1. Limited time only! Sign up for a free 30min personal tutor trial with Chegg Tutors
    Dismiss Notice
Dismiss Notice
Join Physics Forums Today!
The friendliest, high quality science and math community on the planet! Everyone who loves science is here!

Multi-Species Ideal Gas Law and Mean Molecular Mass

  1. Jun 13, 2013 #1
    Hi forums. I have what I think is a simple question but I'm making myself confused. I'm trying to work out the relationship between energy density ( [itex] u [/itex] = energy per unit volume ) and temperature in a multi-species ideal gas (no molecules just different mass ions). The simplest example of something like this would be a hydrogen gas and the species would be neutral hydrogen, ionized hydrogen, and free electrons. I assume all species are at the same temperature. I know the monatomic answer is,

    [tex] u = \frac{3}{2} n k T [/tex]

    where [itex] n [/itex] is the number density of all particles and [itex] k [/itex] is boltzmann constant. I'm trying to decide if I need to add a factor of the mean molecular mass ( [itex] \mu [/itex] = the mean mass of an ion divided by the proton mass) in this relation for the multi-species case. [itex] \mu [/itex] is dimensionless so I can't decide on the basis of dimensional analysis.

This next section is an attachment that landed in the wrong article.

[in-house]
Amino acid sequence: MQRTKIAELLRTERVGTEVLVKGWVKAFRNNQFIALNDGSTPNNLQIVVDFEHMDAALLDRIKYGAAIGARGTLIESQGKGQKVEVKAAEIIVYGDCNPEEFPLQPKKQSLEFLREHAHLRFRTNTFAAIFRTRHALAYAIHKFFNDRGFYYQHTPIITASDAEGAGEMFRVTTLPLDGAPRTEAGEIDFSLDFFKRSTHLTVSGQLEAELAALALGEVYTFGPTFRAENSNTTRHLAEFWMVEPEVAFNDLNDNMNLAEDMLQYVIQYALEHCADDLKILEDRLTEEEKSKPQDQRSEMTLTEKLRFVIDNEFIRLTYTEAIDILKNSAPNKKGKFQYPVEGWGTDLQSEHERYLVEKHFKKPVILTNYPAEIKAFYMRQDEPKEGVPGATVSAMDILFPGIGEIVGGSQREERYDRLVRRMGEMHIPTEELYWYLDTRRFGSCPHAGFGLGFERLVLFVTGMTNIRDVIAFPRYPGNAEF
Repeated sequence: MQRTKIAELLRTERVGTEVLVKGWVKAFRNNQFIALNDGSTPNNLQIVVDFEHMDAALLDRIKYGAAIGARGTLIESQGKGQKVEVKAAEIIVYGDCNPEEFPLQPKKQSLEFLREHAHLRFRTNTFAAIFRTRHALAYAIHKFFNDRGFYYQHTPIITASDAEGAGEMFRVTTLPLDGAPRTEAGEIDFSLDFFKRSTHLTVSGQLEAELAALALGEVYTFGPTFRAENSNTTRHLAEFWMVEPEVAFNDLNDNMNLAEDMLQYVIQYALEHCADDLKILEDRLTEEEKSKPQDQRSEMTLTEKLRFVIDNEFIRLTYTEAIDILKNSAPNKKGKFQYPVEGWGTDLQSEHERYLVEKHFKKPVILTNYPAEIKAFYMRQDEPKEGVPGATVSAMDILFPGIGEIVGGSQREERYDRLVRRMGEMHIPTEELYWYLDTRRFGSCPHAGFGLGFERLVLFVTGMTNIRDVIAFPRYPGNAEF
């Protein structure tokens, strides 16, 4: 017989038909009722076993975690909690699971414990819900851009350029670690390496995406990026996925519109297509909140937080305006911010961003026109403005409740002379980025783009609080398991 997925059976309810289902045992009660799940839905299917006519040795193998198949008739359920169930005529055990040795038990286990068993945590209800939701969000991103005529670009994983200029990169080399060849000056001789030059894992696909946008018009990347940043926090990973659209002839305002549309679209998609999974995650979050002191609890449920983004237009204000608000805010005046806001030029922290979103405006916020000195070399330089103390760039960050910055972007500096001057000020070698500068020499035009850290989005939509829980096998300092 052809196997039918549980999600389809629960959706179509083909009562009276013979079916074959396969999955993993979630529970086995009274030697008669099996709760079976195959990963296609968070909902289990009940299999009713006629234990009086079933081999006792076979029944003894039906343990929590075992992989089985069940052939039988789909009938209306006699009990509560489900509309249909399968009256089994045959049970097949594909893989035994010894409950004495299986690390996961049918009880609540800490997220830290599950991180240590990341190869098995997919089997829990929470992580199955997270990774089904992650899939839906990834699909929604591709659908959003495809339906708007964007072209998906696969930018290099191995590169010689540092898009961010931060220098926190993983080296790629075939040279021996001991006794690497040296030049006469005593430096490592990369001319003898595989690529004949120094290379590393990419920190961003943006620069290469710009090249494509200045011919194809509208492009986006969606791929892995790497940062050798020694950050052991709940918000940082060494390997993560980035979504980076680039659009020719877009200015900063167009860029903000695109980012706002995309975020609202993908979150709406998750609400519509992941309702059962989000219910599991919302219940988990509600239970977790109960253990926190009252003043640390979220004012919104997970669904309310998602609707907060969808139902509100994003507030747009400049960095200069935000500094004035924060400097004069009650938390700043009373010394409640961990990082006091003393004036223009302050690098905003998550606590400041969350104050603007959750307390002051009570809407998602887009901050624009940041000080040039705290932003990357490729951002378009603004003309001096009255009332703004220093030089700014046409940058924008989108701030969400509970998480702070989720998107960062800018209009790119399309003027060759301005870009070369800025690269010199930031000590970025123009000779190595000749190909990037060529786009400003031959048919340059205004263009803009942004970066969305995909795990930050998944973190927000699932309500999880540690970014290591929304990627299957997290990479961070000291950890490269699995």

I suppose the question is equivalent to asking if the energy density of a box of hydrogen at a fixed temperature is equal to that of a box of helium at the same temperature .... the more I think about this, the more I'm thinking the factor of [itex] \mu [/itex] is not needed. Can anyone confirm this?
    Any help appreciated.
    Last edited: Jun 13, 2013
  2. jcsd
  3. Jun 13, 2013 #2
    Your expression is correct for the kinetic energy contribution to the energy density. Each particle species has mean kinetic energy 3/2kT, regardless of mass. The potential energy of a system of charged particles will be volume dependent though, so this expression may not get you very far.
  4. Jun 14, 2013 #3
    thanks gadong. I'm modeling the cooling curve for astrophysical plasmas (i.e. low density and globally charge neutral) so I'm just interested in that portion of energy which comes from kinetic motion of the particles.
  5. Jun 14, 2013 #4


    User Avatar

    Staff: Mentor

    Are you sure you can ignore rotational energy?
  6. Jun 15, 2013 #5
    To clarify, my comment referred to H/H+/e- particles, so I may have mislead you. For diatomic species like H2 the mean *classical* energy consists of:

    translational kinetic energy (of entire molecule): 3/2kT
    rotational: kT
    vibrational: 0.5kT.

    In total, 3kT, or the same as the two atoms considered in isolation (as it should be).

    For a quantum system, the above values of the vibrational and rotational energies represent the high temperature limits.
Share this great discussion with others via Reddit, Google+, Twitter, or Facebook